Author Topic: Ash Dieback  (Read 3370 times)

wendyenglish

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Ash Dieback
« on: November 18, 2012, 05:55:10 pm »
Ash dieback Chalara fraxinea hit the headlines recently, after it was discovered in East Anglia.  After an urgent country-wide survey was done, it was confirmed at 200 sites, many of which are in mature woodland.  The nearest site to Whitby so far is in Guisborough. Up to date information can be found on the forestry commission website http://www.forestry.gov.uk/chalara. It covers the spread of the disease, how to recognise symptoms and report findings, and precautions to take when walking through woodland. 

Dave Perry

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Re: Ash Dieback
« Reply #1 on: November 21, 2012, 04:40:22 pm »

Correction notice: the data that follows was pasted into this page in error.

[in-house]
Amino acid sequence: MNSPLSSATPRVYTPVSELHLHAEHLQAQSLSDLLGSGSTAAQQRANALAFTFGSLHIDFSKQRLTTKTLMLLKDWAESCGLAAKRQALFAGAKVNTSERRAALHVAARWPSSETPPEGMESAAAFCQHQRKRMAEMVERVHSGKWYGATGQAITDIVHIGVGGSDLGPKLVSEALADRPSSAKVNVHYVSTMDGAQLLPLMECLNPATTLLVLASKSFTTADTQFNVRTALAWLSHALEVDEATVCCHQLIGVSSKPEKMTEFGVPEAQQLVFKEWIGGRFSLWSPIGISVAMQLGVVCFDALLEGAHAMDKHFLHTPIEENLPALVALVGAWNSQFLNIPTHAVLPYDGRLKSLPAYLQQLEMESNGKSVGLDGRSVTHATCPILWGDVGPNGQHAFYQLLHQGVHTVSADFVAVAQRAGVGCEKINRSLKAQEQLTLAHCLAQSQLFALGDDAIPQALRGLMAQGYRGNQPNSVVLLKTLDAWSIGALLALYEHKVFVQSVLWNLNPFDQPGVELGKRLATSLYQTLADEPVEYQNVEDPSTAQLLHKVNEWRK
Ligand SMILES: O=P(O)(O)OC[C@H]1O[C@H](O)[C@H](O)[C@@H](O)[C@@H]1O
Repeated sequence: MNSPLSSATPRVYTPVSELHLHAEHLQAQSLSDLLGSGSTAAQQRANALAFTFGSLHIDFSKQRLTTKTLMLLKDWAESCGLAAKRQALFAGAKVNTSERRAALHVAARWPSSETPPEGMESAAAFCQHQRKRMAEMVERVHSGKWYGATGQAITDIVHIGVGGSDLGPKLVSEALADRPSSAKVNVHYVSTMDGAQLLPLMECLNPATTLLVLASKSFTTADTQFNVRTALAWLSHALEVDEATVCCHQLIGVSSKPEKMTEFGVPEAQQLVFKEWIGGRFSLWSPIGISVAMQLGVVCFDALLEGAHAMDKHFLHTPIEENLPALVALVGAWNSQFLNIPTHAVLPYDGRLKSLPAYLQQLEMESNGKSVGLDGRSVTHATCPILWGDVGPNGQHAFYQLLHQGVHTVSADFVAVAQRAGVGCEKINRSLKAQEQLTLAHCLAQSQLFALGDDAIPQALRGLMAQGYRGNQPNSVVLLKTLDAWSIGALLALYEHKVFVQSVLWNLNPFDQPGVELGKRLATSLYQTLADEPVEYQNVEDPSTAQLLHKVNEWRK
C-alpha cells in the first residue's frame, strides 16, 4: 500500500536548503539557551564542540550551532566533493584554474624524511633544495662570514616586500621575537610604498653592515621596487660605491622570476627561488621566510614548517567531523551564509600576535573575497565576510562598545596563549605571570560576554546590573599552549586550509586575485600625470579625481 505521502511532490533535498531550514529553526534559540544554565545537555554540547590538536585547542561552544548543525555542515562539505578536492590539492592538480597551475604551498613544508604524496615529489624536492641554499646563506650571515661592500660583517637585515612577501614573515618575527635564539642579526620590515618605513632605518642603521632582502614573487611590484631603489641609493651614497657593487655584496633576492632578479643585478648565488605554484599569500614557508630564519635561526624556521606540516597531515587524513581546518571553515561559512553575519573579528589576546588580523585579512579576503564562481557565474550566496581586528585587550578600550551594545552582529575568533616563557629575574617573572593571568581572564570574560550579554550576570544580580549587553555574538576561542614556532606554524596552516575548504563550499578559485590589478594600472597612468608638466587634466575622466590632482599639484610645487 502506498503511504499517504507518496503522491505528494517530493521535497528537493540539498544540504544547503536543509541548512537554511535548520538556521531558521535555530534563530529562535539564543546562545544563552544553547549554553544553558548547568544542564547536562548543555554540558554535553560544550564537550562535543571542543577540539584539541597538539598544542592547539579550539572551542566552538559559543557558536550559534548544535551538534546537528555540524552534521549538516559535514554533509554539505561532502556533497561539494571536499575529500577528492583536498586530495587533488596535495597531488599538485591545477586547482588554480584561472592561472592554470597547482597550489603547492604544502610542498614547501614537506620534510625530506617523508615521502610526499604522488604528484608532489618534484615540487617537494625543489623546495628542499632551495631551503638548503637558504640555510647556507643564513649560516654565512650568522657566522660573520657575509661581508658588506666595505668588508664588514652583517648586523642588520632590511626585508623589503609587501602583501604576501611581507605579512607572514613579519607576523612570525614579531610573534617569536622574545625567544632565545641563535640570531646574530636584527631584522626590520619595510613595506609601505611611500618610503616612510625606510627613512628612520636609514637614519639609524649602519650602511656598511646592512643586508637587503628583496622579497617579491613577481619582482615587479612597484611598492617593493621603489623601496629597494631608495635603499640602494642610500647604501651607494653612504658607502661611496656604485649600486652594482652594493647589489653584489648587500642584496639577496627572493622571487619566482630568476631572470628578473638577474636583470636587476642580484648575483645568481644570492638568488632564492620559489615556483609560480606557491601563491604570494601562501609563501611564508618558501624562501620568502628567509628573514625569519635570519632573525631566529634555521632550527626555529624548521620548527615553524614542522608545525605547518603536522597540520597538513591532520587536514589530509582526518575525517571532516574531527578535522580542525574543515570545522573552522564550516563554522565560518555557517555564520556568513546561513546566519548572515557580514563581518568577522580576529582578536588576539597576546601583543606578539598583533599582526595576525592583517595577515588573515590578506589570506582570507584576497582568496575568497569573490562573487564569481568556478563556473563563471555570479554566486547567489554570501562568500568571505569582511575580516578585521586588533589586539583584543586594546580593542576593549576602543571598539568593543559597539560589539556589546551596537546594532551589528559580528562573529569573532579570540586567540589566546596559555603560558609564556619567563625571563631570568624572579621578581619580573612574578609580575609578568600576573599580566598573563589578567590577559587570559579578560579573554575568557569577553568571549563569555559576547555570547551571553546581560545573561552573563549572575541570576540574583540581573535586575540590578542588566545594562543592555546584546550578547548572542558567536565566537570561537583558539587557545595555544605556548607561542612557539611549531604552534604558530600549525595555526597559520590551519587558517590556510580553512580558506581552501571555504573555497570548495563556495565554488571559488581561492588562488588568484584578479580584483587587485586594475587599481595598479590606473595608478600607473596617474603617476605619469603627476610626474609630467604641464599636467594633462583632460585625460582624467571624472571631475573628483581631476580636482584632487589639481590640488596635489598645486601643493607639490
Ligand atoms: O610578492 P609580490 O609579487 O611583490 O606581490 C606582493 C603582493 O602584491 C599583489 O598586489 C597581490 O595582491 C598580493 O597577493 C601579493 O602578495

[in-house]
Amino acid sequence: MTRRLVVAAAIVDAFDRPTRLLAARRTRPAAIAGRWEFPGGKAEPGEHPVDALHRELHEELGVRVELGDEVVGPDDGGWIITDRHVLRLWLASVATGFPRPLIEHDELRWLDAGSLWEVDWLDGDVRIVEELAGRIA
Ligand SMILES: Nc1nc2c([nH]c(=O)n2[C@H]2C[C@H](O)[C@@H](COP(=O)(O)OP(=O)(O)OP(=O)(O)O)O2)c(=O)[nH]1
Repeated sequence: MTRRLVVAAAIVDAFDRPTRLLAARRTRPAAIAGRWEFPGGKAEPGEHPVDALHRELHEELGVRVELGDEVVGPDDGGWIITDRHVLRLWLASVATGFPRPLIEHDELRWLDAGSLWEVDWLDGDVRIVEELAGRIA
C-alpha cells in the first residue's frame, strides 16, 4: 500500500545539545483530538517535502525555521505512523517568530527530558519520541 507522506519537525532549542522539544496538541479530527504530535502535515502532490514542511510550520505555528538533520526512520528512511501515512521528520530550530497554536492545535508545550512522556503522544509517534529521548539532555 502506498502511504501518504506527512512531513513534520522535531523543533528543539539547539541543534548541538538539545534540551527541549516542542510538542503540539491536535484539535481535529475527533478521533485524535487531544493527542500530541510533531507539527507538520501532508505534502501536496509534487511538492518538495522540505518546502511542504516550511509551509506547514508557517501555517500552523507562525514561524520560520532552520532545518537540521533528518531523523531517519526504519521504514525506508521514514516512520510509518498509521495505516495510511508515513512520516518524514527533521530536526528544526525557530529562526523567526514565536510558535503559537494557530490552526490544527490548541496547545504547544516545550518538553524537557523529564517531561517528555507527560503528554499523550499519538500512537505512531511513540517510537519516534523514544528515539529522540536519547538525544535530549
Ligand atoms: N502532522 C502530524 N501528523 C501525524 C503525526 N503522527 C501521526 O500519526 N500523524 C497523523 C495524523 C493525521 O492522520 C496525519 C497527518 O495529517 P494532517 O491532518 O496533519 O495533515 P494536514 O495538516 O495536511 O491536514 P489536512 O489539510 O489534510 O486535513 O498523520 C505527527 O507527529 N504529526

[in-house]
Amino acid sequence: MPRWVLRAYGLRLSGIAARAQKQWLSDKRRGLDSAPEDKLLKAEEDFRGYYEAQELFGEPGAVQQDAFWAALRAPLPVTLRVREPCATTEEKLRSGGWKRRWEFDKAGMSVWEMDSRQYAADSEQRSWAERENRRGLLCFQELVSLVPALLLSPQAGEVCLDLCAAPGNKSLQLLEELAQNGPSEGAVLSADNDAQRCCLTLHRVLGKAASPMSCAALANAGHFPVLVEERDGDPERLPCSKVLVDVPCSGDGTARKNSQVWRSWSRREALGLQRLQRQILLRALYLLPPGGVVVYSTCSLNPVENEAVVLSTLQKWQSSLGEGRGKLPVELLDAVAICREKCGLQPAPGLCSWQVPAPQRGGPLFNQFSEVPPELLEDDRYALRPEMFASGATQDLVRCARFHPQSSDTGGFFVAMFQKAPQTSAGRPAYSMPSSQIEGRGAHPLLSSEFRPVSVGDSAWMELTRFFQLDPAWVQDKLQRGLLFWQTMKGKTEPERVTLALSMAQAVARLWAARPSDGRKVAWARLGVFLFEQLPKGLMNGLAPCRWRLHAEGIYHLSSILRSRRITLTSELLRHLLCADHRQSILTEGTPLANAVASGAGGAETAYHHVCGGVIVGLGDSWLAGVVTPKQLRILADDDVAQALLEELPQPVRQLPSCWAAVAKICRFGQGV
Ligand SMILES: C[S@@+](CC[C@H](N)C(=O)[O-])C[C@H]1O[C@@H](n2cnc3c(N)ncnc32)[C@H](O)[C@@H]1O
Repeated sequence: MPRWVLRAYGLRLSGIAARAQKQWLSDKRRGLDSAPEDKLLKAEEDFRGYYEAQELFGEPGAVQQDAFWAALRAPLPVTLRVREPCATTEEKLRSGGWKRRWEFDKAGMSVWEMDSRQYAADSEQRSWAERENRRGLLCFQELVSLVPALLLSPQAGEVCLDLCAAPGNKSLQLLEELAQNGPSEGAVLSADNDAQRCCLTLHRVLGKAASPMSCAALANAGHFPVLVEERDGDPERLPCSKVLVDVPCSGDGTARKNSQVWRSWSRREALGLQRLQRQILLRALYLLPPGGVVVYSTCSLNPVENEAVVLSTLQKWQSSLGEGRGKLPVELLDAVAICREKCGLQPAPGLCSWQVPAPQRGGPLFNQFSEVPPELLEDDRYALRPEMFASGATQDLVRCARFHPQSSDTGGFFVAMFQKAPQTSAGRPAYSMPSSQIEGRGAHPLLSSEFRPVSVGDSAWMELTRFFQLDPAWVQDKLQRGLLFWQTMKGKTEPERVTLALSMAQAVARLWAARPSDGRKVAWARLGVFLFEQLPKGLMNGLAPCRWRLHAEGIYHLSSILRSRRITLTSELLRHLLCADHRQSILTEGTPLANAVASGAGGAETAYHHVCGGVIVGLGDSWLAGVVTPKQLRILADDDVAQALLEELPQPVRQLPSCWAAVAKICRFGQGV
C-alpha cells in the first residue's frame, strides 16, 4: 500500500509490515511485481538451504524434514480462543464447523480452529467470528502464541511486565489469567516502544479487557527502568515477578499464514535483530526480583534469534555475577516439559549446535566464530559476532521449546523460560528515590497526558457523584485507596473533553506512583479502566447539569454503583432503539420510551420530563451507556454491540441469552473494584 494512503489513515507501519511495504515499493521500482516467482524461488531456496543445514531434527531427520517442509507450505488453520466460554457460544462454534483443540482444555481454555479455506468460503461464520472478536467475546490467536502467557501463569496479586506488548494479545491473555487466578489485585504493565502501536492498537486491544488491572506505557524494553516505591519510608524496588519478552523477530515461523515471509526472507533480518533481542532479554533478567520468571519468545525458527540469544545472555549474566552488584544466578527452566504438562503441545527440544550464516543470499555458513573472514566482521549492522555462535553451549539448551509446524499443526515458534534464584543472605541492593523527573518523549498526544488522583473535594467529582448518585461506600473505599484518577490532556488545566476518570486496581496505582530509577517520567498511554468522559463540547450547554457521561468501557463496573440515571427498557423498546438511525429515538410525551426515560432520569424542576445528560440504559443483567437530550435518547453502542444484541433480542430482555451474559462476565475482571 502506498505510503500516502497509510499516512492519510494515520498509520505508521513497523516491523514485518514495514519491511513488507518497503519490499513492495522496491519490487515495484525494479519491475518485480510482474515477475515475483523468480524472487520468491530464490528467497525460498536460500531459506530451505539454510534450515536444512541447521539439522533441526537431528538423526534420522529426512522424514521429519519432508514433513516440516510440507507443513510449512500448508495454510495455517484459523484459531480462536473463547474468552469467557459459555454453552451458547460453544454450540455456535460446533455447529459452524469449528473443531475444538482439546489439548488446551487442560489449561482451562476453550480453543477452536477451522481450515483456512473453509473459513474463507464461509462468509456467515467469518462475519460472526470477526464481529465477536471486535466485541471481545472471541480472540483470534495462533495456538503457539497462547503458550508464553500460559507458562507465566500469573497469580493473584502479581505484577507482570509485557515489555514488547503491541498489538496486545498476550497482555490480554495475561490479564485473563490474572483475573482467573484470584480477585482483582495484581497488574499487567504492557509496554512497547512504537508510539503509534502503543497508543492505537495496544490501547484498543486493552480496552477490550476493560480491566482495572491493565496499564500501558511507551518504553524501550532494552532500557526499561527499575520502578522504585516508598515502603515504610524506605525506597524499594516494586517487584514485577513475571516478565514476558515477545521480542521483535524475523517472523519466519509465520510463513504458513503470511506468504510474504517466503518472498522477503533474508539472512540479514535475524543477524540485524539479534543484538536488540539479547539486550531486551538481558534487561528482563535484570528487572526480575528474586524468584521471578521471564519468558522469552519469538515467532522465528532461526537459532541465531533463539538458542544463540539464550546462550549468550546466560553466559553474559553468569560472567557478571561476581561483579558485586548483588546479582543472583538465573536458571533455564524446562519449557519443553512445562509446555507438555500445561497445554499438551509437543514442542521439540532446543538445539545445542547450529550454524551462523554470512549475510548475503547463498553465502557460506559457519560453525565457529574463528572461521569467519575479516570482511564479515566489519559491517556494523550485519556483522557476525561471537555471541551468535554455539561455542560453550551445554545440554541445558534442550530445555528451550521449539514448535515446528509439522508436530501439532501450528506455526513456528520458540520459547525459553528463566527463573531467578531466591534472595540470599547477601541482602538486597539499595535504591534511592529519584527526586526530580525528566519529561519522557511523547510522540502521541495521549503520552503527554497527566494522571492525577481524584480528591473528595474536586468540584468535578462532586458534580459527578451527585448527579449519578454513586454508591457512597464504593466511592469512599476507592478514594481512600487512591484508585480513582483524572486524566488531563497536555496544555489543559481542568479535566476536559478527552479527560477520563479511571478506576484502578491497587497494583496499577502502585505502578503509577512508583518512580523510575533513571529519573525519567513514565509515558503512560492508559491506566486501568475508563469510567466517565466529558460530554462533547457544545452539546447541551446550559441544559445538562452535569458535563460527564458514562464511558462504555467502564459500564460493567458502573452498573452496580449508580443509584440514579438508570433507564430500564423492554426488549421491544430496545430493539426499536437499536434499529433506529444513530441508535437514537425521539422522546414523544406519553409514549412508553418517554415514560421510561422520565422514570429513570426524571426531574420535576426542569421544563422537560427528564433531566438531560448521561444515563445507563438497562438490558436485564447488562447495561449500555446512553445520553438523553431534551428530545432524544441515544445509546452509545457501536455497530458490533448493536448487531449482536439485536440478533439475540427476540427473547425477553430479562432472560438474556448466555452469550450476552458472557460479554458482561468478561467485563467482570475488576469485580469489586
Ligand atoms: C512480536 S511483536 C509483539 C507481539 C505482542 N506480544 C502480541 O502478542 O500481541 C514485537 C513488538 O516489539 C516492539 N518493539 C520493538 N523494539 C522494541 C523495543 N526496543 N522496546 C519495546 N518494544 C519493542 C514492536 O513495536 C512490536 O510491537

Wendy,

I'm not sure we can do anything to prevent the spread of this.  Its spread through airborne spores .  Its here now unfortunately, so banning imports of european saplings sounds a little like bolting the stable door....etc.,
Cleaning foot wear and so on is rather futile - after all you could be treading on spores wherever you are. 

Dutch elm disease had the same panic measures to prevent spread to no avail.  More damage was done to the environment by cutting down dead and diseased trees thus removing potential habitats for specialist insects, fungi, nesting sites for woodpeckers, owls etc., etc.,

Incidentally the last  hawthorne hedge I remember I planted in Ireland was from seedlings imported from Hungary!!!!  (We only found out afterwards)

Dave Perry

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Re: Ash Dieback
« Reply #2 on: June 24, 2014, 09:07:04 pm »
WAlking back between Grosmont and Sleights I saw two or three ash trees which showed extensive die back.